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Does Yahoo’s BOSS present a Challenge to Real Estate Sites?

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We know from marketing studies that more buyers and sellers of homes are heading towards the internet for examining their real estate needs. As shown by by the jozsoft blog, brokerages are not doing a good job at their own marketing efforts on the web, which has allowed sites like Trulia, Zillow, and Zoomf to come onto the marketplace to fulfill a need. However, if a startup could leverage the technology of a larger search engine, would these sites be effected?

I like to follow the developments of how the real estate industry interacts with the consumer on the internet, because I think that this medium has the power to change the way real estate functions. When Yahoo announced that they would allow webmasters to create search sites on their platform, I was intrigued. I went to one of my favorite blogs about alt search engines to read of this development. If you are interested in how internet search is developing, you have to be reading altsearchengines. I frequently read, but I never comment. With the above post though, I was curious about how such an event in search might effect those (specifically in real estate) in creating new ways to find information in niche areas, so I left a comment.

Charles Knight was kind enough to respond, suggesting that I present my question to those sites themselves to see what they think. No one has responded to me as of yet, but I began to look at what they were doing, and how they could be effected. First, it is incredibly easy with open source software to put the elements together for a site which could compete with these sites. For a means of creating listings, I can take a program like the one from OpenRealty.org. To allow forums, I can place either phpBB or Yabb (I just installed phpBB, because I think that an inexperienced person like me can eventually master it). There are open source wikis, but I am using the WordPress platform for my blog, which creates an environment that I like for presenting information to the consumer. With a little knowledge of HTML and StarOffice( but I could use OpenOffice), I can create some decent pages. To complete the picture, I could go to Yahoo for their search technology.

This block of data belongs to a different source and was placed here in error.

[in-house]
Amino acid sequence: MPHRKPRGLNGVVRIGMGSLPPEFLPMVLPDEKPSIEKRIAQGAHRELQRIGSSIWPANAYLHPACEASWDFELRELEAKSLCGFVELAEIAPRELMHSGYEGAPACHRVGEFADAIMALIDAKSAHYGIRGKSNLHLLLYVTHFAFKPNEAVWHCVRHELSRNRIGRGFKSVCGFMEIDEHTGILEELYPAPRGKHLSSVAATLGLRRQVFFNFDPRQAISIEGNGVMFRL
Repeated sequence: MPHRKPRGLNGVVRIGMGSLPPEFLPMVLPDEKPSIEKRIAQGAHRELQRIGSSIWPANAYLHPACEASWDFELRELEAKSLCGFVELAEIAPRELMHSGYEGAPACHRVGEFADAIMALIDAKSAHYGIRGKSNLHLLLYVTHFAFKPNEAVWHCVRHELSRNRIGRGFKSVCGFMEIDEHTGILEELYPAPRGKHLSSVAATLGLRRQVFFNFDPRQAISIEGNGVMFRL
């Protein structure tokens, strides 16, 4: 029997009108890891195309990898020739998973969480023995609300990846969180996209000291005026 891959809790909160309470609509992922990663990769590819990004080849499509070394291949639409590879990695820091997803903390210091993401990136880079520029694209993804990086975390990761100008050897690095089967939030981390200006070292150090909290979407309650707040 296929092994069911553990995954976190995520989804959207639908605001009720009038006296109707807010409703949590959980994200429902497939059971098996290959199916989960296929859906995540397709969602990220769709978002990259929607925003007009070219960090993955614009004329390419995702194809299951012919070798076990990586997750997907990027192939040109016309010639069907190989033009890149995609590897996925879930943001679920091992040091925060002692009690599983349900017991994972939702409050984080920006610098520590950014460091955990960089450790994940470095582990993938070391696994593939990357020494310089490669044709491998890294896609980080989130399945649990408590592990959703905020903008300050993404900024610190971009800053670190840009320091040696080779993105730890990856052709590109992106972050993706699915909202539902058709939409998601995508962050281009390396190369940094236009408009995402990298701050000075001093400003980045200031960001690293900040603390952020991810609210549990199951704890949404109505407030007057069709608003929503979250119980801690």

All of this will not allow me to effectively compete with a site like Trulia though. I have to first know how to make these pieces work together, while using effective SEO to draw visitors in. The real advantage of these other sites is reflected in a recent press release from Zillow. They are creating a committee of industry heavy weights to help guide their development. The connections that such sites have position them to remain competitive against a determined beginner. Many in the real estate industry do not like Trulia and Zillow for various reasons, but these sites do rely on the industry to help provide a space that consumers enjoy. Sites like Roost and DotHomes have not allowed the consumer to find all the information that they need (although, DotHomes may add such interaction to occur- this from when I spoke to one of the founders). This may give a new site a way to create an even more specific niche (lets say Houston Real Estate). There are sites that already do this, but if someone came from the  RE industry, they may have a better understanding of what the consumer needs, so they could create a better site.